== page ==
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Henry James Jackson (1824-1884)
1884 Obituary 
HENRY JAMES JACKSON was born in London on 5th September 1824.
In 1855 he went to India in charge of the engines in the steamship "Harbinger" for Messrs. W. S. Lindsay and Co., and remained there some four years.
On returning to England he was employed by Messrs. John Penn and Sons for several years as engineer in charge of their engines and machinery in the "John Penn," running between Dover and Calais; the vessel on many occasions made four trips in the twenty-four hours.
He was next appointed by Mr. Penn to be engineer in the steam yacht "Mahrousseh," built by Messrs. Samuda Brothers for the Viceroy of Egypt, and engined by Messrs. John Penn and Sous.
Afterwards he became chief engineer for the Viceroy, and was created a Bey.
On leaving that service he became superintending engineer to the General Steam Navigation Co., retaining this position until his death, which took place at Deptford on 2nd November 1884, at the age of sixty.
He devised an improved propeller, which has been adopted by many steamboat companies.
He became a Member of the Institution in 1876.
1885 Obituary 
HENRY JAMES JACKSON (Jackson Bey) was born in the year 1824, and at the age of sixteen entered the works of Messrs. Otway and Warmington, mechanical engineers, to whom he served an apprenticeship of seven years.
On completing his indentures he went in 1849 for two years to Sir Joseph Whitworth‘s works at Manchester. Having by this time attained a thorough acquaintance with the principles and practice of machinery, both in its manufacture and working, he entered the service of the North of Europe Steam-Navigation Company as engineer afloat, and subsequently was similarly occupied for Mr. W. S. Lindsay on a line of steamers to Calcutta. and China.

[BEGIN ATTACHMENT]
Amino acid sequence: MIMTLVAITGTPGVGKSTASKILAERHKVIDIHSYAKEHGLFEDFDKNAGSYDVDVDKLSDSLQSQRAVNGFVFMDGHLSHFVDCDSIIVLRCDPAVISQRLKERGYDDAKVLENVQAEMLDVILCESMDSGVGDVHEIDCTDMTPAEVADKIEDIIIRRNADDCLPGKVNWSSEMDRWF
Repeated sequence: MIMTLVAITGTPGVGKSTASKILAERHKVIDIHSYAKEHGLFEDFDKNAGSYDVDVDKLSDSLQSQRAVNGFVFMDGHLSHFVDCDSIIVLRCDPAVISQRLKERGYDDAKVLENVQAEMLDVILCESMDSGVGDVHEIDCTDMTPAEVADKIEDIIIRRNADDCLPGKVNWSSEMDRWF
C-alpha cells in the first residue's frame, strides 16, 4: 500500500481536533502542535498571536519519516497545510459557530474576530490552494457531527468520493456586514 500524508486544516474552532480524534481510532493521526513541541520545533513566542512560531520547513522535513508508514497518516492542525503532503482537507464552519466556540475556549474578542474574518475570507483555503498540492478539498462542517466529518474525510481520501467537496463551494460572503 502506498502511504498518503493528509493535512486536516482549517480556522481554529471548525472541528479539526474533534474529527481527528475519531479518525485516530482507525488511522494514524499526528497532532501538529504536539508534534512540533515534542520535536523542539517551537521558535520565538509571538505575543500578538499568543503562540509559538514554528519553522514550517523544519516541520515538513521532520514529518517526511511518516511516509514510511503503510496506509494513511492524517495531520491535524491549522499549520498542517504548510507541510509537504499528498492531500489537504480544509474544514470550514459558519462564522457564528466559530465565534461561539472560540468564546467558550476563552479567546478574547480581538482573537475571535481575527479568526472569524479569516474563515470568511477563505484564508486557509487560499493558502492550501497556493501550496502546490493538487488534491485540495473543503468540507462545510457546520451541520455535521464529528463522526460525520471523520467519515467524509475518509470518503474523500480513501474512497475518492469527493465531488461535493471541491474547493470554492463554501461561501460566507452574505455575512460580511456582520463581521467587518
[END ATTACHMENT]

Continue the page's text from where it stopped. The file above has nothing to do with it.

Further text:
For ten years from 1854 Mr. Jackson was associated with the firm of John Penn and Son, Greenwich, in marine-engine work, and through their interest he in 1865 was appointed superintendent of the Egyptian Arsenal at Alexandria, and chief engineer of Khedive Ismail’s famous steam-yacht the ‘‘Mahroussa,” which was accounted the fastest steamer afloat. Leaving Egypt in 1874 Mr. Jackson was appointed superintendent engineer to the General Steam-Navigation Company, having responsible charge of the design and construction of ships and engines for a fleet of sixty four steamers, as well as the control of a factory employing five hundred hands. For this work his antecedents peculiarly fitted him, and during his tenure of the post he succeeded in bringing up the company’s fleet to a high state of efficiency.
He was still in his full career of usefulness, greatly honoured and respected by his fellow officers, when he succumbed to peritonitis on the 2nd of November, 1884, in the sixtieth year of his age. His unexpected death caused sincere regret among his neighbours at Deptford where he resided, and his remains were followed to the grave by a large number of employees and workmen of the company.
He was elected an Associate on the 4th of February, 1873, and transferred to the class of Members on the 14th of January, 1879.